The key difference between standard pancakes and soaked flour pancakes is when you start them. Soaked flour pancakes need to be started 8-12 hours before you want to eat them. I start them when I get ready for bed. Take 2 cups of flour, a scant 2 cups of milk, and 2 Tablespoons of raw vinegar. If you don’t have vinegar, you can use lemon juice, or whey. Mix these all together in a medium to large bowl, and cover to keep out curious pets, or anything else that might be interested in sharing your food. Check the consistency and adjust the flour or milk as needed to get a consistency just slightly thicker than you want your final batter to be. If you have sourdough starter, then just feed it so that you will have approximately 3 cups of starter available for morning.
In the morning
In the morning, melt 1/4 cup of butter over medium low heat.
While you are waiting for the butter to melt, add two eggs and stir to combine. This is a great way to involve your kids. Five-year-olds adore cracking eggs, then wiping their hands on their pajamas. Mine has been cracking eggs since she was three.
If your butter isn’t melted yet, add 1 teaspoon of baking soda and stir it in.
Once your butter is melted, stir it in, too. The order you add the ingredients is not important, but I like to add what I can while I wait for the butter to melt. In the hot summer, sometimes the butter is ready fast, so the eggs and/or the baking soda can go in after. It really doesn’t matter. If your batter is too thick at this point, you can add milk one tablespoon at a time to thin it out a little. If it is too thin, logic says to add flour one tablespoon at a time, but that flour would not have the benefit of the overnight soak to make it more easily digestible. I will leave that up to you.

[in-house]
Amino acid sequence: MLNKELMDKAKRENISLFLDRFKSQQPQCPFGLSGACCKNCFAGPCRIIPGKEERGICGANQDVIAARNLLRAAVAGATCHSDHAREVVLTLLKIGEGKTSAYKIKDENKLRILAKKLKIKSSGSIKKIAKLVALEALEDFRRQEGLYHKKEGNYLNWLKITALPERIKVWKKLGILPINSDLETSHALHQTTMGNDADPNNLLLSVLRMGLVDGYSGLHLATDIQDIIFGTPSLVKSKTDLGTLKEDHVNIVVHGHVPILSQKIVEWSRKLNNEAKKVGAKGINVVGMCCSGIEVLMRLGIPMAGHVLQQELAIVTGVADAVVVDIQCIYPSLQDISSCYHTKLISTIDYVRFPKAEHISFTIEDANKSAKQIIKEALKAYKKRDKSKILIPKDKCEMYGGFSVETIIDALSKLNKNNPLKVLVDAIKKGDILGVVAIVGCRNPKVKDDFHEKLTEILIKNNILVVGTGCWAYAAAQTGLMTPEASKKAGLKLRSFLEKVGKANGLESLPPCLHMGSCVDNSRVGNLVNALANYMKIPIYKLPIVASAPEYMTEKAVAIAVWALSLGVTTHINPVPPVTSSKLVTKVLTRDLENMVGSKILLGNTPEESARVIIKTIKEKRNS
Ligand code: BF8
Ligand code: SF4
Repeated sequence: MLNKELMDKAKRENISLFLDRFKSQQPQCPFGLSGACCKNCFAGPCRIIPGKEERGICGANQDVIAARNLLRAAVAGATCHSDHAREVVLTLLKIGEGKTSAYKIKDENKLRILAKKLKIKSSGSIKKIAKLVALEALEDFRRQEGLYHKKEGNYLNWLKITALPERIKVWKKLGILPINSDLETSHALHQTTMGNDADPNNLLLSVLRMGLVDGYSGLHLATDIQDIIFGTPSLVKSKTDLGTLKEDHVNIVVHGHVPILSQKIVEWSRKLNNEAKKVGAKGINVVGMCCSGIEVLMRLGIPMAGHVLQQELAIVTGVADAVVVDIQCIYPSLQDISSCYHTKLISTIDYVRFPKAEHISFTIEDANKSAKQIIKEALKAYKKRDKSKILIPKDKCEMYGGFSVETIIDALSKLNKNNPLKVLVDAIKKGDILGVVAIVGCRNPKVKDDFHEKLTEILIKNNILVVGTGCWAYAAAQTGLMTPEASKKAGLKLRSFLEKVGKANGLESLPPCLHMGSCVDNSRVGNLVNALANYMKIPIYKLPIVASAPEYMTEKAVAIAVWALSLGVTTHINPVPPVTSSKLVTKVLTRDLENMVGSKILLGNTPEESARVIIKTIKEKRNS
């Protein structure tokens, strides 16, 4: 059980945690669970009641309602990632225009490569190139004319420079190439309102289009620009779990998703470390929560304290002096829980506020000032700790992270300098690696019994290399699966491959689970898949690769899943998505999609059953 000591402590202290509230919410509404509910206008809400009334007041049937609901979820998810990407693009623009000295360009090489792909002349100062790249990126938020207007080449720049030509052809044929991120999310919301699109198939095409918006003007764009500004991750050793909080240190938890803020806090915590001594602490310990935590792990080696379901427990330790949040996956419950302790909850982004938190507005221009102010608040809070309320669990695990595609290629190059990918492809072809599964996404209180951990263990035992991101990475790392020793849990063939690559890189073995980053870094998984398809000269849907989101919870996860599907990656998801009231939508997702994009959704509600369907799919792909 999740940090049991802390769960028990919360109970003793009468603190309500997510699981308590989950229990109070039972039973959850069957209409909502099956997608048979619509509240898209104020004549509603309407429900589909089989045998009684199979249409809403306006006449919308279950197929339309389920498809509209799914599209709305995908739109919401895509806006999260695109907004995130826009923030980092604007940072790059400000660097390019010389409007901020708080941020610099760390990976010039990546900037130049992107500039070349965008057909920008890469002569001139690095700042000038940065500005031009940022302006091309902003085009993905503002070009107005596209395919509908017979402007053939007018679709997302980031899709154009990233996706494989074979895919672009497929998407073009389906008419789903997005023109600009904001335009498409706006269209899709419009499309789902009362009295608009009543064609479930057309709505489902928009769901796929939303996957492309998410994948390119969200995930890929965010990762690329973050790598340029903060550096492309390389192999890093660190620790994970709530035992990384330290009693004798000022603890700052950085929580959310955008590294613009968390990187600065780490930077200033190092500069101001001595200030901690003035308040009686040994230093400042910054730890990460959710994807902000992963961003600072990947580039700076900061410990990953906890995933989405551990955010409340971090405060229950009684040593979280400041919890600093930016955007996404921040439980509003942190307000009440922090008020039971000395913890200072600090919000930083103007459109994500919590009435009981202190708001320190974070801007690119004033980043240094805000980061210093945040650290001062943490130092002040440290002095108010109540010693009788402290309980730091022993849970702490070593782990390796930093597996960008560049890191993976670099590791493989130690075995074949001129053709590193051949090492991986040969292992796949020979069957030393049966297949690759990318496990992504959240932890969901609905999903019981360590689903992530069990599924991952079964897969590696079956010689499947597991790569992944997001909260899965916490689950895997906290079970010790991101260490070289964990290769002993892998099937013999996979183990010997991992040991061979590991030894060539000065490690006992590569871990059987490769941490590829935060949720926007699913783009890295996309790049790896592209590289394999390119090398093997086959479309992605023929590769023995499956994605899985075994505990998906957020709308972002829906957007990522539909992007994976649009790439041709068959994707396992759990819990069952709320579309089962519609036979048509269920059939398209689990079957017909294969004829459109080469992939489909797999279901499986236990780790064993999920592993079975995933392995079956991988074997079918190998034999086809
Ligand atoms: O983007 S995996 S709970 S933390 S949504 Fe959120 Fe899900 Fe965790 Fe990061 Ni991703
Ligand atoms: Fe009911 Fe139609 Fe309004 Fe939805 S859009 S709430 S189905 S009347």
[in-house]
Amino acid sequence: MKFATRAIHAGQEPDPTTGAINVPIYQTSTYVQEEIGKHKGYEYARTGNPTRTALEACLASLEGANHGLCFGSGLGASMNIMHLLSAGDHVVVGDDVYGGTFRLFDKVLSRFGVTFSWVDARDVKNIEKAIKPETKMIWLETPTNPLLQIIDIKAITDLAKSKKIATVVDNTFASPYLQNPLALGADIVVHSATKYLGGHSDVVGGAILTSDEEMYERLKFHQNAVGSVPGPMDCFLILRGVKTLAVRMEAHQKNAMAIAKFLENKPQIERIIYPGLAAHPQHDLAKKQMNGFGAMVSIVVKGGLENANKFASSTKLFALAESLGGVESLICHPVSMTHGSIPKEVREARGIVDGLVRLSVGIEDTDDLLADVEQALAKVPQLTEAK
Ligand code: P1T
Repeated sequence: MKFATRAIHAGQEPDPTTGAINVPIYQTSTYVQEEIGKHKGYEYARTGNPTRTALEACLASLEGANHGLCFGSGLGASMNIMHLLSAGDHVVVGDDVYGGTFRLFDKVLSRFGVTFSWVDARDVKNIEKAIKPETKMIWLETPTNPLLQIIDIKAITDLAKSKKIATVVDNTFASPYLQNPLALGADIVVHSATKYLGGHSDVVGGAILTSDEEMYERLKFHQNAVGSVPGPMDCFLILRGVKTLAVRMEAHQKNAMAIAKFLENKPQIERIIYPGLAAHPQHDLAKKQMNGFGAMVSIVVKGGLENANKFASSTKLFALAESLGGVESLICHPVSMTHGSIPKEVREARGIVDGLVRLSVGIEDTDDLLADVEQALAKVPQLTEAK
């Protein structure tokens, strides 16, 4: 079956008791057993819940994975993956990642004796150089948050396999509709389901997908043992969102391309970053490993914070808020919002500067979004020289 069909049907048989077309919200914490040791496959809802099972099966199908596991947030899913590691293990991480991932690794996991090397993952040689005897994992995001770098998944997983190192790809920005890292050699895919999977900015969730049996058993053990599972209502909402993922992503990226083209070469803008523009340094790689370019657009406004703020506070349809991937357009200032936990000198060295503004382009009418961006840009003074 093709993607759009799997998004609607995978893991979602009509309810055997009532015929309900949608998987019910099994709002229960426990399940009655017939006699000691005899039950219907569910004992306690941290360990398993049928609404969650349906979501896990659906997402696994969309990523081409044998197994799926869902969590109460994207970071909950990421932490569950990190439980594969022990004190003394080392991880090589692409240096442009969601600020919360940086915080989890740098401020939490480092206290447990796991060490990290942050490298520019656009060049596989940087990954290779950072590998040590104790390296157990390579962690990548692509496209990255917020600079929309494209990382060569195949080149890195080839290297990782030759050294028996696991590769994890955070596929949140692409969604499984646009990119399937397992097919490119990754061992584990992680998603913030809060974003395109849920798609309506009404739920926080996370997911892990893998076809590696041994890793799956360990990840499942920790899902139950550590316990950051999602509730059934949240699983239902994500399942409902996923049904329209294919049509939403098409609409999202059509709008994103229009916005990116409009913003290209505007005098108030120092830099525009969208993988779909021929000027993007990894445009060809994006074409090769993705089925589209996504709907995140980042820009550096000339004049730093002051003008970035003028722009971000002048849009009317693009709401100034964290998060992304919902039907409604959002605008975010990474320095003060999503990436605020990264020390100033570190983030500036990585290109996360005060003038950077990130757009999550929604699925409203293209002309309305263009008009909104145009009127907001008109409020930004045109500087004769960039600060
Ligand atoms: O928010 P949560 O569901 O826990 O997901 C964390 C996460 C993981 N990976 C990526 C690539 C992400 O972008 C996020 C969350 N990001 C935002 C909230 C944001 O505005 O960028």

Start the cooking
This is how I need to set my stove. My griddle spans two burners. I have a large burner in front and a small burner in the back, and the opposite on the other side of the stove. In order to provide the same BTUs, I have to set the small burner a little higher than the large one. Start with a medium-low setting for your griddle and fine tune it from there so that your pancakes turn golden brown instead of either burning with a gooey middle or dehydrating instead of cooking.
Once your griddle is hot (test it by seeing if a few drops of water sizzle on it), pour your batter on. I use a quarter cup measuring cup.
Your pancakes will start to develop little bubbles on the surface when they are almost ready to flip. Standard pancakes develop lots of bubbles, but these only make a few. If you wait for a lot, you will burn them. While you are watching for bubbles, also keep an eye on the edge. It will start to look dry and cooked. This pancake is just moments away from flipping.
Flip all of your pancakes and cook on the other side. The second side won’t take as long as the first side, so don’t go checking your email at this point.
When the second side is done, stack them all up on a plate and refill your griddle with more batter. Fend off the kids who will want to poach them all instead of waiting until they are all done. You can put them in the oven with the oven light on, or set to the lowest setting with the door open to keep them warm.